In general, controlling the velocity of the moving components in the FCB system of FIG. 6 can be achieved in various ways. For example, one way might be to drive belt transport cylinders 43 and 44 and 45 with a common belt structure that is also used to transport the metal-fuel tape (e.g. between supply and take-up reels or hubs 17A and 17B within a cassette type-device 13). Another way might be to drive transport cylinders 43, 44 and 45 with a first set of DC-controlled motors, while driving the supply and take-up hubs 17A and 17B of the metal-fuel cassette device 13 using a second set of DC-controlled motors, synchronized with the first and second DC speed-controlled motors. Other ways of achieving velocity control will become apparent to those skilled in the art.

In the event that the cathode-belt based engine 40 is employed within a Metal-Fuel Tape Discharging Subsystem, then each of the subsystems contained within the Metal-Fuel Tape Discharging Subsystem disclosed in copending application Ser. No. 09/074,337 can be incorporated into the system schematically depicted in FIG. 6. Thus, as taught in Applicant's copending application Ser. Nos. 09/074,337 and 08/944,507, those sections of the cathode belt structure 41 along which electrical current is generated can be enclosed by an oxygen-injection chamber (connected to an air pump or oxygen source), and having one or more pO2 sensors, one or more temperature sensors, discharging head cooling equipment, and the like, so that system controller 22 can control the pO2 level within this section of the moving cathode-belt structure 41, as well as maintain the temperature of the discharging head therealong during discharging operations.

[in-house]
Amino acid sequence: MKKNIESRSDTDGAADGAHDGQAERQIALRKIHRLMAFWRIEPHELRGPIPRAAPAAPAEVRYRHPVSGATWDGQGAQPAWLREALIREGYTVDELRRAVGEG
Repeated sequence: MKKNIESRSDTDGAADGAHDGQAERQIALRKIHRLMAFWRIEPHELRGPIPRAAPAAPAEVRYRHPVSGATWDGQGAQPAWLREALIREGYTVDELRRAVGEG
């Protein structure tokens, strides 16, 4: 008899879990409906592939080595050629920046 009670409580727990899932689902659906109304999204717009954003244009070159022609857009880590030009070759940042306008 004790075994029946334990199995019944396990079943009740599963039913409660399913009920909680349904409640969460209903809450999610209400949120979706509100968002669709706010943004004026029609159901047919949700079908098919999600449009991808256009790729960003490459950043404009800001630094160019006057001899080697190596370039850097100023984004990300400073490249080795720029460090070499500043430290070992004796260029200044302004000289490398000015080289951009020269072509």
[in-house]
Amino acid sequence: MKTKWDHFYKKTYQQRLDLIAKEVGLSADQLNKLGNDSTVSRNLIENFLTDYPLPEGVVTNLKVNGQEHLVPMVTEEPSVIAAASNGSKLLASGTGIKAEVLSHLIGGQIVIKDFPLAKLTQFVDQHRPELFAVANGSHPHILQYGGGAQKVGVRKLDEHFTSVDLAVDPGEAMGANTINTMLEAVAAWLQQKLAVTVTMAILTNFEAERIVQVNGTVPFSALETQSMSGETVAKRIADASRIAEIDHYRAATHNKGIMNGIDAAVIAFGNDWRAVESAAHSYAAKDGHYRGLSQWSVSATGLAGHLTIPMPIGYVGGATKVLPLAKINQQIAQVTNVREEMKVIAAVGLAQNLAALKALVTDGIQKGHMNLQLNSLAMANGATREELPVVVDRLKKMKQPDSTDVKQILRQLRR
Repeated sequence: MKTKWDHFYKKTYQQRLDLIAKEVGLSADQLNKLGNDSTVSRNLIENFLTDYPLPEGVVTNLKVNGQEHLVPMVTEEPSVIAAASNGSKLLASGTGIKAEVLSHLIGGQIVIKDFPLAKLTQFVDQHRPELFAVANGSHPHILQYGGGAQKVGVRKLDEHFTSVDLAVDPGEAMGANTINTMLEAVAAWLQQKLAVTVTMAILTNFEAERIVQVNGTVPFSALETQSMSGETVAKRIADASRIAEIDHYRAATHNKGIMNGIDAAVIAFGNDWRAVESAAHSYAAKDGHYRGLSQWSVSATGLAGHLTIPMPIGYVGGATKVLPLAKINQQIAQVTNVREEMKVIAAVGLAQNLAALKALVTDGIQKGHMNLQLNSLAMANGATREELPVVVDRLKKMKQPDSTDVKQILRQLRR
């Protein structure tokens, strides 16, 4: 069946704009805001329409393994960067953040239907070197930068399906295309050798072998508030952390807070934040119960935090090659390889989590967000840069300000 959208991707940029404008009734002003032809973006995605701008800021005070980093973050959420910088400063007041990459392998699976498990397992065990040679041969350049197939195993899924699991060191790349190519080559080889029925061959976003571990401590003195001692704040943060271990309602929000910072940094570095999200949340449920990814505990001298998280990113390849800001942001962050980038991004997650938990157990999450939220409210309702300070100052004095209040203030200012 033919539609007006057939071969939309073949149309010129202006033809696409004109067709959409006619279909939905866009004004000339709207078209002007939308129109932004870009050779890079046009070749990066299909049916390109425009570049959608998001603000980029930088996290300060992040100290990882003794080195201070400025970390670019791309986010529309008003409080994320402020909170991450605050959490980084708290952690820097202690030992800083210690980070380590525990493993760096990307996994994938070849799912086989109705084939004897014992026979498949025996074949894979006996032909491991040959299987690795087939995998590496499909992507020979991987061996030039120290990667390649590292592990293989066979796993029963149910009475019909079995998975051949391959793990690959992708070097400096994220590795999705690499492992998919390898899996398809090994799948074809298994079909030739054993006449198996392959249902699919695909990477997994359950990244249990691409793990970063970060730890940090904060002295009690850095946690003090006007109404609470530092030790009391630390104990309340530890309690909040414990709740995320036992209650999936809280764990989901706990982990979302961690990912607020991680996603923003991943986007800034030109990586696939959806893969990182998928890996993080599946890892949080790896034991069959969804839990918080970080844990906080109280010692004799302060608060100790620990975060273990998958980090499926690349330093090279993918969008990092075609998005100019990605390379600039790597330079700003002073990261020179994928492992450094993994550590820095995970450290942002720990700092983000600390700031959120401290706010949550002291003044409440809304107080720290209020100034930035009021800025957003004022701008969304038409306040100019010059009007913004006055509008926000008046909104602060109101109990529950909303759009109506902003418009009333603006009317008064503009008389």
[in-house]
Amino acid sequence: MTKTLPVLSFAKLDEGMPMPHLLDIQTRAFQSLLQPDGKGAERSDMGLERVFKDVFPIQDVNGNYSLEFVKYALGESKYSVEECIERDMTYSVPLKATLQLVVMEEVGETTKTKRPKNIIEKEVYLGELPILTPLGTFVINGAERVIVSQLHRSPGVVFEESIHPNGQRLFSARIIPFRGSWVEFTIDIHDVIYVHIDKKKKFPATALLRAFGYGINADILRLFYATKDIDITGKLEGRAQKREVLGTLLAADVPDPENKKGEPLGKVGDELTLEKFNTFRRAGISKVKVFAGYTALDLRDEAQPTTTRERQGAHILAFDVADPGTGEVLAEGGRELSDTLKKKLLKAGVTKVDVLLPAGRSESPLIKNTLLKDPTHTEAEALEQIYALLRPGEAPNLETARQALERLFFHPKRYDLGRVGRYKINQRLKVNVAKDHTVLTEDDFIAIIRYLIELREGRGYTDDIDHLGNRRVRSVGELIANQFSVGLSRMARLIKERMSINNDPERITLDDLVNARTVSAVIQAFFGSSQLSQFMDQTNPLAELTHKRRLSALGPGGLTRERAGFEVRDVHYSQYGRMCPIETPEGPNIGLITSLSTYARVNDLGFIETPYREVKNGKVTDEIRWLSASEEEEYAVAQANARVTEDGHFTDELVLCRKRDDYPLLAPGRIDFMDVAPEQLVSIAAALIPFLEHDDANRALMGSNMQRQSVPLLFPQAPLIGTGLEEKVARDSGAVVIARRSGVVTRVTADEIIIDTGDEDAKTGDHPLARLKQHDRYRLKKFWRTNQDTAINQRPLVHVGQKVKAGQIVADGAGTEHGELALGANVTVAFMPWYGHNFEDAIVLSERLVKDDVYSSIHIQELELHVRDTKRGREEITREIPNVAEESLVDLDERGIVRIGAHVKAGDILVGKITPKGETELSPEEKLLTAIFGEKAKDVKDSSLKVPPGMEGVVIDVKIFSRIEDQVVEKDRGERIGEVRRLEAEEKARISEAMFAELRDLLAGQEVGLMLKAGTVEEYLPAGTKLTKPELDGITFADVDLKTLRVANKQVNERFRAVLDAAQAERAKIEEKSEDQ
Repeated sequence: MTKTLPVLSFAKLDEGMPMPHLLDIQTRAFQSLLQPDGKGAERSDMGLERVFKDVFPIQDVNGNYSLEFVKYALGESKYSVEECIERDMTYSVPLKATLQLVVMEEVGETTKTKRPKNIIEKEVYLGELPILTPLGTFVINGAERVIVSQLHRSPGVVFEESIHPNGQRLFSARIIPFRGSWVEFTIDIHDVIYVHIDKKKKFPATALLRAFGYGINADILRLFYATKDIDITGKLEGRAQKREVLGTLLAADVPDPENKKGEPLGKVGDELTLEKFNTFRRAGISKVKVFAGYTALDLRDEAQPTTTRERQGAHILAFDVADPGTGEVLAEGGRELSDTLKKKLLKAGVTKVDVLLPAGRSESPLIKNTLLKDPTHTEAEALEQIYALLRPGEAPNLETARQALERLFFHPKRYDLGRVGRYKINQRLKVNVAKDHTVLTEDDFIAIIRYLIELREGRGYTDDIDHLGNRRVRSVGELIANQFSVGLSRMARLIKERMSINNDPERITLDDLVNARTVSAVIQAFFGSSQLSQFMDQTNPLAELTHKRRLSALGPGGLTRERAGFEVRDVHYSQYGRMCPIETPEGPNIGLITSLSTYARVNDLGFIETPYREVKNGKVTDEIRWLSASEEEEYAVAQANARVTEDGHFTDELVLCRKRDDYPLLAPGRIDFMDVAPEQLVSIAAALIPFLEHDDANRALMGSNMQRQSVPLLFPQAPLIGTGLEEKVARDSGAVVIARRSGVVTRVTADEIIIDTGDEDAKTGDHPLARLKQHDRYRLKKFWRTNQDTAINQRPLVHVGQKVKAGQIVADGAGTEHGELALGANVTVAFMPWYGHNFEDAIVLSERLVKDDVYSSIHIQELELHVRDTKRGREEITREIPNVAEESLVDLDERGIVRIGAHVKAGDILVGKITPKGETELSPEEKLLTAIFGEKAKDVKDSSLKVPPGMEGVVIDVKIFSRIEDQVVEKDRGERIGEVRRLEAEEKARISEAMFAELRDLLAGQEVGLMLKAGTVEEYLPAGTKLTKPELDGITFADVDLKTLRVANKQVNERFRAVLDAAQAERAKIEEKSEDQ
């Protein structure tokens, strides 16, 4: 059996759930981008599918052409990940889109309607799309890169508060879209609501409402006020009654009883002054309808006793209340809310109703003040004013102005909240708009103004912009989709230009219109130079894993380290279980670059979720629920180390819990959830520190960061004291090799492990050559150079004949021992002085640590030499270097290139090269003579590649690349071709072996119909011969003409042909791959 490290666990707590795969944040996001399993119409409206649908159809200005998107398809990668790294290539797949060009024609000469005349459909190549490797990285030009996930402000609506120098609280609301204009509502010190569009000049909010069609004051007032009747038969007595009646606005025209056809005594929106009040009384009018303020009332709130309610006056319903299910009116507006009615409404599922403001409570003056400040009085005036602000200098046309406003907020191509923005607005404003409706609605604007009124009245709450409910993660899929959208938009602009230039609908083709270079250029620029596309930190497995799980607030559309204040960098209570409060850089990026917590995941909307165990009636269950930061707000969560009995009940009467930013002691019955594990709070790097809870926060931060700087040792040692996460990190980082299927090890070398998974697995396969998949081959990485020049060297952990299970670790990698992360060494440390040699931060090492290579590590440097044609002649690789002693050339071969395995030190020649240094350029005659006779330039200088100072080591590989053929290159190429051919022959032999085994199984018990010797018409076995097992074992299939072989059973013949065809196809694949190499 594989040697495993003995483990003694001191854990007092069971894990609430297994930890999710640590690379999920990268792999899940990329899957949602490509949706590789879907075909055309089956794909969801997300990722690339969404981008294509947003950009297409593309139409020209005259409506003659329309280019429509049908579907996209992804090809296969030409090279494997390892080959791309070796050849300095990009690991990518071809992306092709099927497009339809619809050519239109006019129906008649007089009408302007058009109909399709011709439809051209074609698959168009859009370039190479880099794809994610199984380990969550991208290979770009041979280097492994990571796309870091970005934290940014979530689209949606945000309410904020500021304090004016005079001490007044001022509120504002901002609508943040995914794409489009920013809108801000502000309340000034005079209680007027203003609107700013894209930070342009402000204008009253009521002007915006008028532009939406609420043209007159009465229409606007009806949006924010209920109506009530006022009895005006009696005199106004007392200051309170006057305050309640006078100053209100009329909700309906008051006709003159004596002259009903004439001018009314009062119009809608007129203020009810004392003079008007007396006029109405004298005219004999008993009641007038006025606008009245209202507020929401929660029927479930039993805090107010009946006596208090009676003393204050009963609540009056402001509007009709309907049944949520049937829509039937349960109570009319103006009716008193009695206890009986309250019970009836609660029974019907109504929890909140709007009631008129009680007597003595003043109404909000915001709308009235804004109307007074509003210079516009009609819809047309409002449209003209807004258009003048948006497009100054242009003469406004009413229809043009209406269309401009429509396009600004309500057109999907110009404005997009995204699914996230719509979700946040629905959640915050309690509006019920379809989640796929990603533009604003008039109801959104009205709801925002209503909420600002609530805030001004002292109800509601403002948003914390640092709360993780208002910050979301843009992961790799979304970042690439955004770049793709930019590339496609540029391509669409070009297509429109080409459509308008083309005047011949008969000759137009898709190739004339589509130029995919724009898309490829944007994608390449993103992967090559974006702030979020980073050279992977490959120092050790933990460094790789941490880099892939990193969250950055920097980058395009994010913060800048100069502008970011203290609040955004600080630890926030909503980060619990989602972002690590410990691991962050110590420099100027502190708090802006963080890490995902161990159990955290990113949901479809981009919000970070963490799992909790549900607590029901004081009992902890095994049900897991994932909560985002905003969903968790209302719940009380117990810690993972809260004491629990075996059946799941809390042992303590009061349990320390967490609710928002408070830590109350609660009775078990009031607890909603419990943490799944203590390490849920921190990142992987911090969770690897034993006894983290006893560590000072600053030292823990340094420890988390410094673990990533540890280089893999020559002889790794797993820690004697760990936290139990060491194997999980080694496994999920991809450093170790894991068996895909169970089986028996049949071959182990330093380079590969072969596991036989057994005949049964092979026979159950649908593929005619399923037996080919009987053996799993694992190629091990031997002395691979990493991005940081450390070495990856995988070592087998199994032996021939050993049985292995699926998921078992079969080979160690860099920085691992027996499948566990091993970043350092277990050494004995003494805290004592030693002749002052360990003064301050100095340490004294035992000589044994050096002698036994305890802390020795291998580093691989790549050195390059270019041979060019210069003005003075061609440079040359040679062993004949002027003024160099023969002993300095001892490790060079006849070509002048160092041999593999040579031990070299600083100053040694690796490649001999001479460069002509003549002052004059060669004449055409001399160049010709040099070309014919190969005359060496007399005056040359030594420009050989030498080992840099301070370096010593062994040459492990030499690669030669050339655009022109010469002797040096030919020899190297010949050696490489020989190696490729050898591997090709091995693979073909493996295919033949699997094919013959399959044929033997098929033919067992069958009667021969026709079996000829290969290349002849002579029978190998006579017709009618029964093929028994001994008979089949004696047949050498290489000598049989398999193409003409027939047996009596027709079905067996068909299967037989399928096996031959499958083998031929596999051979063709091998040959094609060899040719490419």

Similarly, in the event that the cathode-belt based engine 40 is employed within a Metal-Fuel Tape Recharging Subsystem, then each of the subsystems contained within the Metal-Fuel Tape Recharging Subsystem disclosed in copending application Ser. No. 09/074,337 can be incorporated into the system schematically depicted in FIG. 6. Thus, as taught in Applicant's copending application Ser. Nos. 09/074,337 and 08/944,507, those sections of the cathode belt structure 41 along which electrical current is generated can be enclosed by an oxygen-evacuation chamber (connected to a vacuum pump or like device), and having one or more pO2 sensors, one or more temperature sensors, recharging head cooling equipment, and the like, so that system controller 20 can control the pO2 level within these sections of the moving cathode belt structure 41, as well as maintain the temperature of the recharging head therealong during recharging operations.